Rights and responsibilities of home buyers as per MahaRERAJuly 13, 2021 . Fundamentals Of Home Buying . 10 min read
Since the inception of the Real Estate Regulatory Authority (RERA) Act in 2016, the RERA along with the respective State RERA organizations continue to work for safeguarding the interests of homebuyers. These state-specific bodies have boosted transparency in the real estate sector and have established some mandatory rules for buyers and developers as well. MahaRERA, the RERA body for Maharashtra, is a state-recognized organization that helps home buyers and also works toward promoting transparent transactions in the real estate sector.
Implementation of the RERA Act brought significant relief to home buyers at various stages and eliminated several malpractices in the real estate market. The authority not only protected the interests of innocent buyers but also initiated strict action on delayed possessions, changes in area calculations, extra charges, etc. But to avail of these benefits, home buyers must be aware of their rights and exercise them when they face any breach of trust between the two parties.
Here, we will elaborate upon various rights and responsibilities of home buyers defined by MahaRERA.
Rights of home buyers
Section 19 under Chapter 5 of the RERA Act, 2016 lays down certain rights of home buyers which have been listed below:
1. Construction schedule and date of completion
Each home buyer has the right to know about the completion date and phase-wise construction schedule. This information must comprise basic services such as water supply, electricity, sanitation, etc.
2. Information about a project
Home buyers have the right to know detailed information about any housing project before purchasing a home such as layout plans and specifications, approvals from authorities on sanctioned plans and specifications, and clauses mentioned in the sales agreement.
Every home buyer is entitled to claim the possession of his house/apartment, whereas the apartment owner’s association is entitled to claim the passion of the common area including lifts, lobbies, amenities, etc.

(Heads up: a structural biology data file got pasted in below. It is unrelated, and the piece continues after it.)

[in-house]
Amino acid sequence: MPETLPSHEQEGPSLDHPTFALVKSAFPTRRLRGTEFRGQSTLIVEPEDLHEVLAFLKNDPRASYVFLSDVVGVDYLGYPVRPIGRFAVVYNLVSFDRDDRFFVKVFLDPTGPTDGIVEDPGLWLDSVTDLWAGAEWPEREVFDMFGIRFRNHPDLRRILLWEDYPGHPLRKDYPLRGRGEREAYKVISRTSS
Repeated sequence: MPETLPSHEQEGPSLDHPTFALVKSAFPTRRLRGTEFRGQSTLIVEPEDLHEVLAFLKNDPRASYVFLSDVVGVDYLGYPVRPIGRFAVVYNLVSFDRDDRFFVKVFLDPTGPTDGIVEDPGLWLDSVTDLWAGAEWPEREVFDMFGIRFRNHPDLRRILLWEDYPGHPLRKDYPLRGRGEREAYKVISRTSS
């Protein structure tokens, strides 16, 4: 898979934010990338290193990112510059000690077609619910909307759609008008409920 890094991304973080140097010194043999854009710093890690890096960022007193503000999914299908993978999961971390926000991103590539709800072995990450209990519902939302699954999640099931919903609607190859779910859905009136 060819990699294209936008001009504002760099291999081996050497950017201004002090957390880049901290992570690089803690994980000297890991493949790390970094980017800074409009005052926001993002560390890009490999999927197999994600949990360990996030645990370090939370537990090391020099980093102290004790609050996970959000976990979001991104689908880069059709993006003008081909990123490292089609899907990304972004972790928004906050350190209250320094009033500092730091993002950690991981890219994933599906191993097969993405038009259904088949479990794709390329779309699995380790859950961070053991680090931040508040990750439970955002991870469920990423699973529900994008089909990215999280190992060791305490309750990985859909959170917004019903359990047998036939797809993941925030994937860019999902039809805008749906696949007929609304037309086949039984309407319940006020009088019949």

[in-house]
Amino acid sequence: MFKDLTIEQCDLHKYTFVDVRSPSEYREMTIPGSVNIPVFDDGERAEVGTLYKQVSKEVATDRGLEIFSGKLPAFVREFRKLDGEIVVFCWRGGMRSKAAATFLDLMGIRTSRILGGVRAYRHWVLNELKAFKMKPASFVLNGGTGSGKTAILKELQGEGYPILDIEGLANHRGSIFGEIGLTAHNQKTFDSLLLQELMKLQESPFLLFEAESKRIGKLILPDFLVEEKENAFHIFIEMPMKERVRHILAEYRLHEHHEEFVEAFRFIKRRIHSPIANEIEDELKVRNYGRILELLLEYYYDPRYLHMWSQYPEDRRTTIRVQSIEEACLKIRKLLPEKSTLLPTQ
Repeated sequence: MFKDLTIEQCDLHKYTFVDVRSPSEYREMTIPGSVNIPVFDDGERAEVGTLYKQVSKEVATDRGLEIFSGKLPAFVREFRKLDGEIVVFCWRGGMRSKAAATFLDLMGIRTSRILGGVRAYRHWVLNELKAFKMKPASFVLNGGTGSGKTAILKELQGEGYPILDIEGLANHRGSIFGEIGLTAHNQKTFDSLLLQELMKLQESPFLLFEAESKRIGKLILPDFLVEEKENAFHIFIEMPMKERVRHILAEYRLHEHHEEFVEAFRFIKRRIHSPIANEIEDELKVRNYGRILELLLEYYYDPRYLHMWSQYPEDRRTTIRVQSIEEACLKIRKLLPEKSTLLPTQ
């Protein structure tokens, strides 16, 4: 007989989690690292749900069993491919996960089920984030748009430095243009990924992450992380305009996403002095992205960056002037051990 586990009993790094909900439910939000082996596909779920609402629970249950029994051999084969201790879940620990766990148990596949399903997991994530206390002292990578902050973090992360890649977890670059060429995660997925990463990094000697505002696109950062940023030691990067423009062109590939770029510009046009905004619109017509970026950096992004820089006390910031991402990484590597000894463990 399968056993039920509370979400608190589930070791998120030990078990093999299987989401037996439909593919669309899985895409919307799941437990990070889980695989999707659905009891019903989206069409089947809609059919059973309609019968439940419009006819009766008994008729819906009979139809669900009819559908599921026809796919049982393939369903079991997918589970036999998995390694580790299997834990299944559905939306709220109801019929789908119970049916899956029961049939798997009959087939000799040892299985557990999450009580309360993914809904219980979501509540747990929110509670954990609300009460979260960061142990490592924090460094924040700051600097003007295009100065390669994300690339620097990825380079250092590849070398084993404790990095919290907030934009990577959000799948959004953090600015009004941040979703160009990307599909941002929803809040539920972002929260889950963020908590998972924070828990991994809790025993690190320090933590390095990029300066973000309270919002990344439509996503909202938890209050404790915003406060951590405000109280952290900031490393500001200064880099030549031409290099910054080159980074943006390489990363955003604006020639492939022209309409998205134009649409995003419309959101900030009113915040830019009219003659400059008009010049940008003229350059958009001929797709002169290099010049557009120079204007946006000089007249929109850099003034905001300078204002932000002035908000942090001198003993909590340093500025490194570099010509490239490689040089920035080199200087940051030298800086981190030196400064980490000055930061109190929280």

Home buyers have the right to keep property documents, once he/she obtains physical possession of the house.
In case a developer is unable to complete give possession of the property, the buyer can claim a complete refund of the amount paid for the property. Besides, home buyers can also register a complaint with the RERA to charge an interest on the refund amount along with compensation from the developer. Moreover, if the home buyer is not satisfied with the RERA’s order on a complaint he/she can also file an appeal with the Appellate Tribunal.
With every ‘Right’ there comes a ‘Responsibility’ too, so MahaRERA has also defined some responsibilities for home buyers.
Responsibilities of home buyers
Further, Section 19 under Chapter 5 of the RERA Act, 2016 also states certain responsibilities of home buyers as listed below:
1. Possession within two months
Home buyers must take physical possession of the house within 60 days after the developer receives the occupancy certificate from the development authorities.
2. Timely payment
Home buyers are mandated to pay all the amounts at regular intervals agreed upon in the sales deed with the developer along with maintenance charges, municipal taxes, electricity and water charges, registration charges, etc. Developers can levy interest on the pending payments in case of respective installments or other charges.
3. Property Registration
Home buyers must register the property and should participate in the formation of the Apartment Owners’ Association (AOA) or Residents Welfare Association (RWA), after taking possession of the property.
Recently MahaRERA has also made mandatory disclosure of the sold or booked inventories to avoid multiple transactions for the same property. The move will further safeguard home buyers and bring more transparency in the real estate sector. The regulatory body has also asked all the home buyers to check the legal title of the property they are planning to own a house, as it has discontinued the sale of a property without a legal title. Home buyers can also check the detail of a project title on the MahaRERA website. The regulatory body also suggests home buyers crosscheck the project details such as project title, rights, interest, land seller’s name, and the land is free from any encumbrances.
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